Who We Are
Real conversations are unpredictable and unscripted; ideas, questions, and insights emerge as the exchange develops, leading the discussion in unforeseen directions. For the past fifteen years, New Music New College has fostered a conversation about contemporary music and performance, a conversation that has included the New College community, the greater Sarasota-Bradenton community, and world-class musicians of every stripe.
NMNC began as a response to a challenge posed by the Ringling Museum. In 1998 the Ringling mounted a major exhibition of Joseph Beuys’s multiples and invited us to explore the connections between Beuys and the music of John Cage. The result was a performance of Cage’s Song Books, in which each performer followed an independent course through the galleries, while the audience was invited to do the same. The experience for both performers and audience was exhilarating, so much so that the Ringling promptly invited New College to respond to 1999’s “Blurring the Boundaries,” a comprehensive survey of installation art. Performing near and even inside the artworks, we presented Pauline Oliveros’s Sonic Meditations, with most selections involving audience participation. Again, the experience was overwhelming, and seemed to catch all of us by surprise.
Looking back on these first performances, the foundational principles of NMNC can be seen: experimental performance creates the opportunity for dialogue; new music comes alive when presented in the appropriate performance space; short and intense performances have maximum impact; and the conversation about contemporary music is richer when it involves the community as well as students, faculty, and staff.
In the years that followed, experimental music provided an experiential frame for exploring questions such as: When is music speech? Speech music? (“Speech Acts,” 2000) How does musical performance shape the social experience of performers and audience? (“Social Studies,” 2003) How can composition be approached collaboratively? (“Hocket Science,” 2004) During these early years, NMNC offered events only once or twice a year, yet the audience of adventurous listeners expanded, as did the conversation.
In 2006 we decided to bring guest artists into the mix and established our current five-concert format. Since then NMNC has welcomed some of the finest musicians working today, such as the JACK Quartet, vocalist-composer Pamela Z, pianist Kathleen Supové, Mantra Percussion, and cellist Darrett Adkins. These musicians have expanded each season’s breadth of vision, and have complemented the performances by New College students, faculty, and staff. Without exception, these guest artists have been thrilled by our audience and have enjoyed becoming a part of the intellectually and musically adventurous NMNC community.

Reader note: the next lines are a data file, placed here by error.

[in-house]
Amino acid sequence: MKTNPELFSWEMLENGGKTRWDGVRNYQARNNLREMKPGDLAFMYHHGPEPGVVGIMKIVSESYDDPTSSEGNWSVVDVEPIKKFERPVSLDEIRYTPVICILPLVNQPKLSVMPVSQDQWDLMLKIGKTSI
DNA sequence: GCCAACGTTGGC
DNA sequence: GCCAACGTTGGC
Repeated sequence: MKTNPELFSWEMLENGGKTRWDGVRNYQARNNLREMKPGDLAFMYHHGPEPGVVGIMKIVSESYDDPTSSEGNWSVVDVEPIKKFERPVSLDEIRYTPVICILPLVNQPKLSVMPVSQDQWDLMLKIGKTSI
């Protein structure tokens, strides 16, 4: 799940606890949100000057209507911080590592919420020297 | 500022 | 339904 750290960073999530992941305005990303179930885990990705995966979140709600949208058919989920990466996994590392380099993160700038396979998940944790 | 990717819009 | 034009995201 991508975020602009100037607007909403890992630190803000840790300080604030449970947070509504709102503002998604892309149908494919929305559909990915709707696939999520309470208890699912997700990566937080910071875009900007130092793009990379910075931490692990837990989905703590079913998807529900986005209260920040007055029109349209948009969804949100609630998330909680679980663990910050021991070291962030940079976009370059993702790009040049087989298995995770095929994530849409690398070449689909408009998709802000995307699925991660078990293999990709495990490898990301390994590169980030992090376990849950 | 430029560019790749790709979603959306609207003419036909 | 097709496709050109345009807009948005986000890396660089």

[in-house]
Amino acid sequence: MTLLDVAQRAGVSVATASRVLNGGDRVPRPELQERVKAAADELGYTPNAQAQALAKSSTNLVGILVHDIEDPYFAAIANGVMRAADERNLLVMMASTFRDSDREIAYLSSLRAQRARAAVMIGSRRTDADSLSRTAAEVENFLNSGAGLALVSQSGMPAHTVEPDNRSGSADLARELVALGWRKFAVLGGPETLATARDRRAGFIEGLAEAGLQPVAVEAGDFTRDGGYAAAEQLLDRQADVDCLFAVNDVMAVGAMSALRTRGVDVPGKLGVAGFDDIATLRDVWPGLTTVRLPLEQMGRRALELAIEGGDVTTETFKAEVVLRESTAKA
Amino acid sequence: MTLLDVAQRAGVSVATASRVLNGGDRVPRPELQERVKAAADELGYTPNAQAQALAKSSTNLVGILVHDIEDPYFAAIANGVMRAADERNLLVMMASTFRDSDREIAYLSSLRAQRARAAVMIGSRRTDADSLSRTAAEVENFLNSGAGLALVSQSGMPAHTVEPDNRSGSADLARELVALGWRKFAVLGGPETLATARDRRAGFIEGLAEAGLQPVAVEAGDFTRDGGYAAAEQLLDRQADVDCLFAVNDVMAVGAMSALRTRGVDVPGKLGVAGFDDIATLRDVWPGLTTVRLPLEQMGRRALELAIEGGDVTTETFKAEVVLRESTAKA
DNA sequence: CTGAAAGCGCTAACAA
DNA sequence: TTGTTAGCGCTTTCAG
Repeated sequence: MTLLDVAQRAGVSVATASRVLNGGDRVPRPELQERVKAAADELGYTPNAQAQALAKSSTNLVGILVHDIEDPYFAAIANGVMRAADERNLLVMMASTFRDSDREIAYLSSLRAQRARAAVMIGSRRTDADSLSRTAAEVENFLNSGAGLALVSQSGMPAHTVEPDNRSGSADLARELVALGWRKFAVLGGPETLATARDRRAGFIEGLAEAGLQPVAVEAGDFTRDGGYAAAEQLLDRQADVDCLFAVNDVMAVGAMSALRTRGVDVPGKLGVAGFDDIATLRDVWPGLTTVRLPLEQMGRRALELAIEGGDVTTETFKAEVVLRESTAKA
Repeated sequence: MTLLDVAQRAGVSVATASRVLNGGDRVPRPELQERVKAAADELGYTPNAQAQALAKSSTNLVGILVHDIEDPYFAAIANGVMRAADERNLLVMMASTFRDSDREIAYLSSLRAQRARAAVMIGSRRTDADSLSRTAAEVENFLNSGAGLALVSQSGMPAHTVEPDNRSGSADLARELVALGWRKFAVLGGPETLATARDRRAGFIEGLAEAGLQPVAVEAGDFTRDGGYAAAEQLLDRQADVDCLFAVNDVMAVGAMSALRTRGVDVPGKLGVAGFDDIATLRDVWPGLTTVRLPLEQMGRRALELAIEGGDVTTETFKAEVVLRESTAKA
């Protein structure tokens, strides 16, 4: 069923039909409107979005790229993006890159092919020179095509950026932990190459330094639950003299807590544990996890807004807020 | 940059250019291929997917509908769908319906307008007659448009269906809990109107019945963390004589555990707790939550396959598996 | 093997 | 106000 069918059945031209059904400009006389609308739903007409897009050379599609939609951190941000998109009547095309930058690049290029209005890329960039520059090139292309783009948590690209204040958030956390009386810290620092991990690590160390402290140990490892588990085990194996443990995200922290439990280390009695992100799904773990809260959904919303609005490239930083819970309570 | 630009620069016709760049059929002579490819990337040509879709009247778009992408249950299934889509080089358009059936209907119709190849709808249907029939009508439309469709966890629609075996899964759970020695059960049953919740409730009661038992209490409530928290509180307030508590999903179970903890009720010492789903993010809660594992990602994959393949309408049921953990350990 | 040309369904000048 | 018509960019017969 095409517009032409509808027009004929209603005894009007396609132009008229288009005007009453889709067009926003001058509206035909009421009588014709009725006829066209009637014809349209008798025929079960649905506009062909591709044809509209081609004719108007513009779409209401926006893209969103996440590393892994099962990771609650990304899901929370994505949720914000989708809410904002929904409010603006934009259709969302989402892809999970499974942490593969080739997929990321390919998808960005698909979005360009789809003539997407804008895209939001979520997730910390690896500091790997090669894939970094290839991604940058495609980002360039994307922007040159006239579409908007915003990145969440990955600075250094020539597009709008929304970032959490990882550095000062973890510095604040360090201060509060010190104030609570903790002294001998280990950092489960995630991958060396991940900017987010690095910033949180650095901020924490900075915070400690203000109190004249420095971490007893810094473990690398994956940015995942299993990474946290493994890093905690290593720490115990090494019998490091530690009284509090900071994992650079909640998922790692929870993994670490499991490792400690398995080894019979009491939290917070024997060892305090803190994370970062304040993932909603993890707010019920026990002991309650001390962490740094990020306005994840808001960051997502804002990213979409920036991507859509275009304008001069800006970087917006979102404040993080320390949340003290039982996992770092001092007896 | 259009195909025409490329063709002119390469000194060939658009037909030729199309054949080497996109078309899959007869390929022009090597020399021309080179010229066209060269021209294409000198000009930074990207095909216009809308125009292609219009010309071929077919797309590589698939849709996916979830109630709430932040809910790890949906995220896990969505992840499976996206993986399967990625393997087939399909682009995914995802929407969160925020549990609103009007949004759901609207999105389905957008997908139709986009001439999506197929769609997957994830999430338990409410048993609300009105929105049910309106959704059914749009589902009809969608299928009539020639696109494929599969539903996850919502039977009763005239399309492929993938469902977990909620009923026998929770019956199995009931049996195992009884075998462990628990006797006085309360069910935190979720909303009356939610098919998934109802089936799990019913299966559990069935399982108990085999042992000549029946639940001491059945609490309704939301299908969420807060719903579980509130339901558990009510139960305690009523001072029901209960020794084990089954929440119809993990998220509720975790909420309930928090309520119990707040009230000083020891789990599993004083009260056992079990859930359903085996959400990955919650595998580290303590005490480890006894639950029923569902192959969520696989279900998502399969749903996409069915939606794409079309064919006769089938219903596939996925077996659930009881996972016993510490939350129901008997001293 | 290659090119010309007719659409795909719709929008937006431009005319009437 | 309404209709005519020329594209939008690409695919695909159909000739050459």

While the concert series is the most visible aspect of NMNC, it truly is the tip of the iceberg. Each concert is the focus of educational activities, including Artist Conversations and panel discussions. There are courses, such as “Experimental Music in Theory and Practice” that have led to dozens of projects by students (now alumni) such as Silas Durocher, Erica Gressman, Taylor Briggs, and Sarah Moone. New College students and staff have presented papers on NMNC projects at academic conferences, and our projects have been documented in articles in such journals as Perspectives of New Music and TDR: The Drama Review.
For our 15th anniversary season, we’ve chosen to deepen the conversation with artists who have made an especially strong impact here in recent years. Mark Dancigers first visited New College with NOW Ensemble in 2004 and is now Visiting Assistant Professor of Music. It’s fitting that NOW will return to open our season, joined by previous NMNC collaborators Fuzión Dance Artists. Sarasota’s own Francis Schwartz, whose music has often been featured at NMNC, will be joined by students and soprano Isabelle Ganz for an evening of works by Schwartz and his friends John Cage, Pauline Oliveros, and Eduardo Kusnir. Pianist Marilyn Lerner returns as part of the trio Ugly Beauties to explore further the intersection of improvisation and waking-dreaming. Dancigers’s students, who made such an impact at last season’s Crossroads concert, will be back with an imaginative program featuring instruments of their own invention. And finally, Miranda Cuckson will present Luigi Nono’s La lontananza nostalgica utopica furtura, a concert-length work for violin and electronics, with composer Christopher Burns at the controls.
A new feature this season is the Pre-concert Talk one hour before each show. These 20-minute previews will emphasize core themes and context. For those who would like a deeper immersion into the music and greater dialogue with the musicians, we offer our Artist Conversations, now on Thursdays at 5. And stick around after the concerts—we have free post-concert receptions for our Sainer events, where artists and audience can interact and continue the conversation (at Club Sudakoff and the Arcade the receptions will be concurrent with the concerts).
As we begin this 15th anniversary season, I want to thank our many supporters, our donors, our media sponsors, and of course, New College of Florida for making NMNC the vital organization that it is today. And let’s all thank NMNC’s Producer, R. L. Silver, for his brilliant work behind the scenes and on stage, and for helping us maintain the highest technical standards in every performance.
What will the next fifteen years bring? Join our conversation and together we’ll find out!
Read more about NMNC Director Stephen Miles